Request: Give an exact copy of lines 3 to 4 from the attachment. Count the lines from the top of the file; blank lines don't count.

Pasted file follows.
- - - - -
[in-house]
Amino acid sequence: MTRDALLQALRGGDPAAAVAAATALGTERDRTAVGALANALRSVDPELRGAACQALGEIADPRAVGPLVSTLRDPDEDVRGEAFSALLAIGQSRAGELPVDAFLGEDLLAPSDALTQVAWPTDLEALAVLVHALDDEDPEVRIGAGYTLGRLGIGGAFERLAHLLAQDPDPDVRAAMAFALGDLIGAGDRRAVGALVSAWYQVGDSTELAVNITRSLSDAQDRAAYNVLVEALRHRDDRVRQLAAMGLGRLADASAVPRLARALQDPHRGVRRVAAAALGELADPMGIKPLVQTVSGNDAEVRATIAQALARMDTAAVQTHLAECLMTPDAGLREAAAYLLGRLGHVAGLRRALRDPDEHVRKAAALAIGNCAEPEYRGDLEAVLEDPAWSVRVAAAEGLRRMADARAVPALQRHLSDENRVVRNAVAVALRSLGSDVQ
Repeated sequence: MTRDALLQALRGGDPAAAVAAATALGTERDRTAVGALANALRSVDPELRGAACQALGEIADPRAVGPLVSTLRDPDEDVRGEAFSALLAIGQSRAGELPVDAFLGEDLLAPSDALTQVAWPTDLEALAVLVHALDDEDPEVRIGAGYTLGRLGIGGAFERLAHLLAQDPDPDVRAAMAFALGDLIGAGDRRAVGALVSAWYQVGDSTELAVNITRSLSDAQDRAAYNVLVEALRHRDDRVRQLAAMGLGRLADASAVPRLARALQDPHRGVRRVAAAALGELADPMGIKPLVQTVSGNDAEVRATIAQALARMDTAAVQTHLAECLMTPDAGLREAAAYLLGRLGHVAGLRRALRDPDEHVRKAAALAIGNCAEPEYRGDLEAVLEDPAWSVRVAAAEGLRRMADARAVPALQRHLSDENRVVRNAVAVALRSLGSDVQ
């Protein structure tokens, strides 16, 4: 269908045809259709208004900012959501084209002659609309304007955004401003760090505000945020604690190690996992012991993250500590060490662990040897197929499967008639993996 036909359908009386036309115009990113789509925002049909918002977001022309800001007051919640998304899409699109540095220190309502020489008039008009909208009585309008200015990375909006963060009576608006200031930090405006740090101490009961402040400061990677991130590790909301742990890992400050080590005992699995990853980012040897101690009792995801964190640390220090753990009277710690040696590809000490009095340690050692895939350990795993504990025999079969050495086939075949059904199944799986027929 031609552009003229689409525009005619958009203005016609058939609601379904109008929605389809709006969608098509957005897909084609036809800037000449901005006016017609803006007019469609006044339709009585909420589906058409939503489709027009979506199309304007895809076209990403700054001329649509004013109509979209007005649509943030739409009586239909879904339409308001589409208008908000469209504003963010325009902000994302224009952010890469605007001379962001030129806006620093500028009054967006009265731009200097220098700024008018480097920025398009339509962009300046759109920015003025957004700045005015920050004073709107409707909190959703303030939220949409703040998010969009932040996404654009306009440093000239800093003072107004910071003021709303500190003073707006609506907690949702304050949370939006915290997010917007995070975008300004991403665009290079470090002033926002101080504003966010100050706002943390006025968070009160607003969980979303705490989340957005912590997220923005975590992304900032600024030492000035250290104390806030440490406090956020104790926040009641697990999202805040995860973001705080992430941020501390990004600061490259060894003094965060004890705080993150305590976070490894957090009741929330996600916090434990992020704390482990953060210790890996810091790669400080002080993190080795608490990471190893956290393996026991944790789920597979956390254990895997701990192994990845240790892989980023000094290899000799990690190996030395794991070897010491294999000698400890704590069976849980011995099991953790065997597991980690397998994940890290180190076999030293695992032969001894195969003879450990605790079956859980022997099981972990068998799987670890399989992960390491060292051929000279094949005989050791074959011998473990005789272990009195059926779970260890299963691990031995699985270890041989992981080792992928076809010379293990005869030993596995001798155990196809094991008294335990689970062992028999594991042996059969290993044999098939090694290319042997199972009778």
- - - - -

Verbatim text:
Repeated sequence: MTRDALLQALRGGDPAAAVAAATALGTERDRTAVGALANALRSVDPELRGAACQALGEIADPRAVGPLVSTLRDPDEDVRGEAFSALLAIGQSRAGELPVDAFLGEDLLAPSDALTQVAWPTDLEALAVLVHALDDEDPEVRIGAGYTLGRLGIGGAFERLAHLLAQDPDPDVRAAMAFALGDLIGAGDRRAVGALVSAWYQVGDSTELAVNITRSLSDAQDRAAYNVLVEALRHRDDRVRQLAAMGLGRLADASAVPRLARALQDPHRGVRRVAAAALGELADPMGIKPLVQTVSGNDAEVRATIAQALARMDTAAVQTHLAECLMTPDAGLREAAAYLLGRLGHVAGLRRALRDPDEHVRKAAALAIGNCAEPEYRGDLEAVLEDPAWSVRVAAAEGLRRMADARAVPALQRHLSDENRVVRNAVAVALRSLGSDVQ
């Protein structure tokens, strides 16, 4: 269908045809259709208004900012959501084209002659609309304007955004401003760090505000945020604690190690996992012991993250500590060490662990040897197929499967008639993996 036909359908009386036309115009990113789509925002049909918002977001022309800001007051919640998304899409699109540095220190309502020489008039008009909208009585309008200015990375909006963060009576608006200031930090405006740090101490009961402040400061990677991130590790909301742990890992400050080590005992699995990853980012040897101690009792995801964190640390220090753990009277710690040696590809000490009095340690050692895939350990795993504990025999079969050495086939075949059904199944799986027929 031609552009003229689409525009005619958009203005016609058939609601379904109008929605389809709006969608098509957005897909084609036809800037000449901005006016017609803006007019469609006044339709009585909420589906058409939503489709027009979506199309304007895809076209990403700054001329649509004013109509979209007005649509943030739409009586239909879904339409308001589409208008908000469209504003963010325009902000994302224009952010890469605007001379962001030129806006620093500028009054967006009265731009200097220098700024008018480097920025398009339509962009300046759109920015003025957004700045005015920050004073709107409707909190959703303030939220949409703040998010969009932040996404654009306009440093000239800093003072107004910071003021709303500190003073707006609506907690949702304050949370939006915290997010917007995070975008300004991403665009290079470090002033926002101080504003966010100050706002943390006025968070009160607003969980979303705490989340957005912590997220923005975590992304900032600024030492000035250290104390806030440490406090956020104790926040009641697990999202805040995860973001705080992430941020501390990004600061490259060894003094965060004890705080993150305590976070490894957090009741929330996600916090434990992020704390482990953060210790890996810091790669400080002080993190080795608490990471190893956290393996026991944790789920597979956390254990895997701990192994990845240790892989980023000094290899000799990690190996030395794991070897010491294999000698400890704590069976849980011995099991953790065997597991980690397998994940890290180190076999030293695992032969001894195969003879450990605790079956859980022997099981972990068998799987670890399989992960390491060292051929000279094949005989050791074959011998473990005789272990009195059926779970260890299963691990031995699985270890041989992981080792992928076809010379293990005869030993596995001798155990196809094991008294335990689970062992028999594991042996059969290993044999098939090694290319042997199972009778």